The shipping sector is back in the limelight. After the slump triggered by the South East Asian crisis, prospects are seemingly looking better. Worldwide, shipping stocks have appreciated sharply over the past six months. To understand what is driving this euphoria, we make an attempt to highlight the key factors that influence the shipping industry.
Freight rates are a function of demand/supply…
As in any other industry, the key factors that determine prospects of shipping industry are demand and supply. By demand, we mean, demand for tonnage to transport goods like iron ore, coking coal and crude oil. Supply refers to the aggregate tonnage available for shipment of these commodities.
The level of industrial activity drives the shipping sector, as industrial raw materials account for a large part of the total tonnage. While capesize (780,000 dead weight tonnage (dwt)) vessels are used to transport iron ore and coal, panamax (50,000-80,000 dwt) vessels are used in transportation of coal and grains. So, if demand for these commodities moves up, the demand for tonnage to transport these commodities also rises. This benefits shipping companies in terms of higher freight rates. If demand for tonnage is more and there is short supply of tonnage, as there is now, freight rates tend to move up sharply.
Now, let us consider the supply side. When markets are on the uptrend, shipping companies tend to order more tonnage to capitalise on buoyant freight rates. If there are indications of an excessive order backlog, freight rates come under pressure. However in the current year, stiffening environmental norms by European Union have resulted in large scale scrapping of old tonnage. This has also contributed to higher freight rates.
World output growth influences demand…
International Monetary Fund (IMF) expects the world economy to grow by 3.9% in FY01. Besides, world trade growth is also expected to grow 4% during the same period (2.5% in FY00). So, how does this relate to prospects of shipping industry? The key economies that influence world trade and in turn freight rates are USA, Japan and Germany. Higher growth in gross domestic product would require incremental resources like crude, iron ore and coal. This would lead to higher world trade growth. However, developing economies like South East Asian countries and South Asian economies cannot be ruled out, as these regions collectively account for more than 50% of world sea-borne trade.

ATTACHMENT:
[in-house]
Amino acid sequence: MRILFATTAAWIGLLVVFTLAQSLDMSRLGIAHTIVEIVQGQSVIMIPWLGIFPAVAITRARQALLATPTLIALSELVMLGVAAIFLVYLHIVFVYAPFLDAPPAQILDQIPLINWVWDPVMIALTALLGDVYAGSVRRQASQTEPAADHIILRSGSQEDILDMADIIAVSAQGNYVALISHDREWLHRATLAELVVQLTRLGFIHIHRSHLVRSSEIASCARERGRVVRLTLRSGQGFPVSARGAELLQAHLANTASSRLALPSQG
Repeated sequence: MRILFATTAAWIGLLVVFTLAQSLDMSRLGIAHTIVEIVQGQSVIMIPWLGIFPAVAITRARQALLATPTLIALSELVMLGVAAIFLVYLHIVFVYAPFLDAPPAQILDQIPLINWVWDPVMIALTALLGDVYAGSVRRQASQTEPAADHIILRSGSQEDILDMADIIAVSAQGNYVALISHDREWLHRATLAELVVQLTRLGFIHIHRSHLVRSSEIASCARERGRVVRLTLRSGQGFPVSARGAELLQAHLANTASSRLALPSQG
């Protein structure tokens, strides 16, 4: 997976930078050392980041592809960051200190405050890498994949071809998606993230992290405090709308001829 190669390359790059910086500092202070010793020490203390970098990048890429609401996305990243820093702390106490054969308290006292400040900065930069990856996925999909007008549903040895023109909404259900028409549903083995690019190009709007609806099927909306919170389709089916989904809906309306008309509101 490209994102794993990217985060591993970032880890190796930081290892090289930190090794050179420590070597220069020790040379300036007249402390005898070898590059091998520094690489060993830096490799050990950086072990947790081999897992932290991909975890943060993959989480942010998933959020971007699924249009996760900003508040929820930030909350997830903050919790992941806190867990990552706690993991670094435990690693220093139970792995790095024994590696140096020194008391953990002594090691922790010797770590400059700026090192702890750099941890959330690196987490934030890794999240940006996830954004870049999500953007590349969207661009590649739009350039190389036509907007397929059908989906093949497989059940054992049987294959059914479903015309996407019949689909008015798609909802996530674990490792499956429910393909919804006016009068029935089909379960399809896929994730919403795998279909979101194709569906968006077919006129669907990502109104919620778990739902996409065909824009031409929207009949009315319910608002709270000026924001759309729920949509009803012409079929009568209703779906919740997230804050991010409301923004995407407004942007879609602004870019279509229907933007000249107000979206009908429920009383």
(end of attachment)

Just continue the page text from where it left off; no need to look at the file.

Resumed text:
For instance, in FY98, slow recovery in manufacturing sector (especially in South East Asian countries) resulted in subdued world demand for most of commodities like iron ore, and coal. Hard hit by the currency crisis, production slumped in this part of the world. The sharp slowdown in GDP growth resulted in contraction in trade volumes. This led to lower goods movement, which in turn led to a sharp drop in freight rates. The average time charter rates for capesize came down from US$ 11,000 to US$ 6,500. As a result, BFI also touched its decade low level of 800 points in mid FY99.
Crude–the top of the lot…
Historically, crude transportation as a percentage of cumulative sea-borne trade has been hovering around 30% with product transportation (petrol, diesel and naphtha) accounting for 9%. Any fluctuation in transportation of these commodities would have a direct impact on the shipping sector. This is because crude and related products are the basic raw materials for key sectors like automobile and power.
Another key factor that influences tanker rates is the increase in crude output by the OPEC (Organisation of Petroleum Exporting Countries). When the OPEC increases crude output, tanker markets gains momentum. In the current year, higher crude output by the OPEC coupled with low reserves in US have resulted in higher freight rates. Besides, tanker rates have a direct co-relation with crude prices, as they tend to move up when crude prices are high and vice versa. In FY99, when crude prices touched US$ 10 per barrel, tanker rates also dropped significantly.
Outlook is positive…
As per the World Bank’s estimate, world trade is expected to grow strongly in FY01 and FY02. If industrial activity were to rise worldwide, demand for crude and crude related products could go up in the future. This holds true especially for Asian economies like India, Malaysia and Thailand that are highly import dependent for crude. Since these countries are among the fastest growing economies, per capita consumption of crude and related products is more likely to increase along with recovering industrial activities. Besides, this would also mean higher demand for goods like iron ore and coal.
Since sea borne trade is on the uptrend, rates are likely to hold steady. This is based on the fact that World Bank expects sea-borne trade to double within next 15 years. Though there are apprehensions about high oil costs, International Monetary Fund does not expect this to have a major impact on world trade. Nevertheless, with a world order book in excess of 15% of existing fleet, there is fear of excessive supply. Therefore, freight rates are expected to come under pressure in the later half of FY01.